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October 10, 2006 12:03 AM

Broken: Two taps

TwotapsSean Cohen writes in:

There are quite a few public bathrooms where you'll see on the sink two taps - "hot" and "cold."

Under what circumstances would a person want to wash their hands under *either* scalding hot or freezing cold water, but not some combination of the two?


I don't suggest you spend much time in the UK -- this the norm there.

My method for hands while in the UK is: Dampen my hands with cold water (which hopefully starts off not TOO cold) - soap up (with no water running) - then rinse under the hot tap, hopefully before the water reaches scalding.

The more serious challenge is washing your face in one of these puppies!

(I've also seen these quite a bit in Europe, and I've heard it's the norm in New Zealand and South Africa, too.)

Posted by: Jamie at October 10, 2006 01:56 AM

My cousin has one of these in her bathroom... It's rediculous. They've got a really nice water heater too, so the water becomes INSTANTLY hot when you turn it on.

Posted by: Fyre at October 10, 2006 08:03 AM

This used to be normal in the U.S. as well. One of my great grandmother's friends lived in an old house and had a bathroom sink with two taps. According to her, one was supposed to fill the sink basin using water from both taps. In looking at the picture, it is not necessarily the two tap arrangement that is broken, but the fact that there appears to be no way to plug the basin. Also, this appears to be a relatively new sink. Why not get the standard single mix tap that everyone is already used to?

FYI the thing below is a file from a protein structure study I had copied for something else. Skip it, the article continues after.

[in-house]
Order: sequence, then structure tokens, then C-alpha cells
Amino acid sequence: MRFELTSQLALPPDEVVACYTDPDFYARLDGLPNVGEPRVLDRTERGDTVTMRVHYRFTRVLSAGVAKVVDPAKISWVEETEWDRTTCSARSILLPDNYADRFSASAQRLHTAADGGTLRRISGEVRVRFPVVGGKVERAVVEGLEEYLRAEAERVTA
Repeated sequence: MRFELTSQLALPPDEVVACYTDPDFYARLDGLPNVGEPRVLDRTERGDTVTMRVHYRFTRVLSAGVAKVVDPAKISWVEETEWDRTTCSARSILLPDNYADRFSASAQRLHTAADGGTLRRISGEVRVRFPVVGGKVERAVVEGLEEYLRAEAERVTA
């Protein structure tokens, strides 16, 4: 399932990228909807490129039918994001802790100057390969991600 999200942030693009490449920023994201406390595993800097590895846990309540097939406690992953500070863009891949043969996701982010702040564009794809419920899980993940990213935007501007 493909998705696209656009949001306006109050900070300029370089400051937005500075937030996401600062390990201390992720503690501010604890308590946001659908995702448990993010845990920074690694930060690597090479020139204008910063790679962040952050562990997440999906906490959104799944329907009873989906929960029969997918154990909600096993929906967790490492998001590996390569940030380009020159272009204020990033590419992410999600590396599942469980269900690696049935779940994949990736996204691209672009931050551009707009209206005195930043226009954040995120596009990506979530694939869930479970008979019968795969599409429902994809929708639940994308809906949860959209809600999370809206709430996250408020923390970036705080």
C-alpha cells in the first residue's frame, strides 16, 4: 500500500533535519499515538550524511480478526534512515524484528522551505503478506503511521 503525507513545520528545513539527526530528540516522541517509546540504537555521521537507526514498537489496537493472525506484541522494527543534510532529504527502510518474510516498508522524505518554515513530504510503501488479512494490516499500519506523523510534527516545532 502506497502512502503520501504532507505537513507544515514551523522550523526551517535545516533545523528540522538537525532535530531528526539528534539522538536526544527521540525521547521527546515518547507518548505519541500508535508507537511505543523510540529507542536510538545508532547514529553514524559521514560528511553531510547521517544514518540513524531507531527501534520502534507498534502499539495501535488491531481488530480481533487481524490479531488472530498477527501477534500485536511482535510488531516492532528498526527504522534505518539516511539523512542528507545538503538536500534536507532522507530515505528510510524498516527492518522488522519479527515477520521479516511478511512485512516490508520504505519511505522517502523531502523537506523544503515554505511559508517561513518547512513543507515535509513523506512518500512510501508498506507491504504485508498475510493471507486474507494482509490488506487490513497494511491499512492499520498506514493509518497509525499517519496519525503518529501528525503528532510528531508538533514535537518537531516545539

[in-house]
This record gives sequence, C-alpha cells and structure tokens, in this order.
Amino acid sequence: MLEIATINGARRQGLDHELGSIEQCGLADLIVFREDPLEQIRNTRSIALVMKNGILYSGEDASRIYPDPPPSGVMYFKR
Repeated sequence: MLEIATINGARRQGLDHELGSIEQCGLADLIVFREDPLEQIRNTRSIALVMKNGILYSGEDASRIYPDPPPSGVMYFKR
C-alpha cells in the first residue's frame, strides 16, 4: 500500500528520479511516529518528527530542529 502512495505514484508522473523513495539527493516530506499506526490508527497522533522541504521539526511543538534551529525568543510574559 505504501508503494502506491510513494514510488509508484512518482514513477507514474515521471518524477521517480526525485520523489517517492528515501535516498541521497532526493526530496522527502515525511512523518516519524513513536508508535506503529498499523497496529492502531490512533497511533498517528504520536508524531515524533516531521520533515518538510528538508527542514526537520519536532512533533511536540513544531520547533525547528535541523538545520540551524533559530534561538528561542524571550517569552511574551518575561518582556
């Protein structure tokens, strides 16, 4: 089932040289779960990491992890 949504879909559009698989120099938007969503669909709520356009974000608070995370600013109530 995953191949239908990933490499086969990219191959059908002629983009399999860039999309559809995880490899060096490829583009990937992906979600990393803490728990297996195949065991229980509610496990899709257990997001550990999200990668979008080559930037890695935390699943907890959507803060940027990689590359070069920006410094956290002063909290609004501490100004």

Posted by: ebob at October 10, 2006 08:17 AM

I prefer this setup.

I can bring the water to the tempature I desire. I can also have a measure of cold water or hot water for special uses such as cleaning.

For tubs I can get hot water a lot faster.

I curse the fact we can't have these any more.

Not broken - fixed like a truck.

Posted by: arcticJKL at October 10, 2006 10:13 AM

Maybe the goal is long-term saving for water & heating bills;) How many people take one look at that sink, and just walk away?

Posted by: Nutsy at October 10, 2006 10:30 AM

And in which way is this broken? I find it very handy.

An one tap sink would look more broken to me.

What if you need really hot or really cold water and there is only water with a temperature in between?

Posted by: gravano at October 10, 2006 11:19 AM

gravano, most of the "broken" faucets you refer to have a hot and cold handle. The water just mixes in the same outlet thing.

Posted by: S of J at October 10, 2006 12:47 PM

HANDY TIP: Generally, with those one-faucet sinks, you can turn the handle all the way to the sides to get very hot or very cold water.

Posted by: MattyMatt at October 10, 2006 01:12 PM

Ok, I see a use for this when filling a tub or something... But how are you supposed to use it when washing your face/hands? You have the option of either HOT or COLD water, and nothing in between. And having to fill the sink just to get a decent temperature mix is a complete waste of water. This is broken either way you look at it.

Posted by: Fyre at October 10, 2006 03:37 PM

I've seen worse sinks. There are sinks in which you have to push this 'springy' button. The faucet, thus, is timed and you're still washing your hands of soap. So I had to push it again (lasts only 5 seconds) at least 3 times!!! Did I mention it squirts very little water? And you can't control the temperature?

Posted by: st33med at October 10, 2006 03:41 PM

Here's an innovative idea. Why not put a temperature scale on a screw faucet. Problem is that there would be Celsius in Europe and Asia, and Farenhiet in America. (Who decided on our system of measurement any ways??)

Posted by: st33med at October 10, 2006 03:46 PM


>I prefer this setup.

>I can bring the water to the >tempature[sic] I desire. I can >also have a measure of cold >water or hot water for >special uses such as >cleaning.

>For tubs I can get hot water >a lot faster.

>I curse the fact we can't >have these any more.

>Not broken - fixed like a >truck.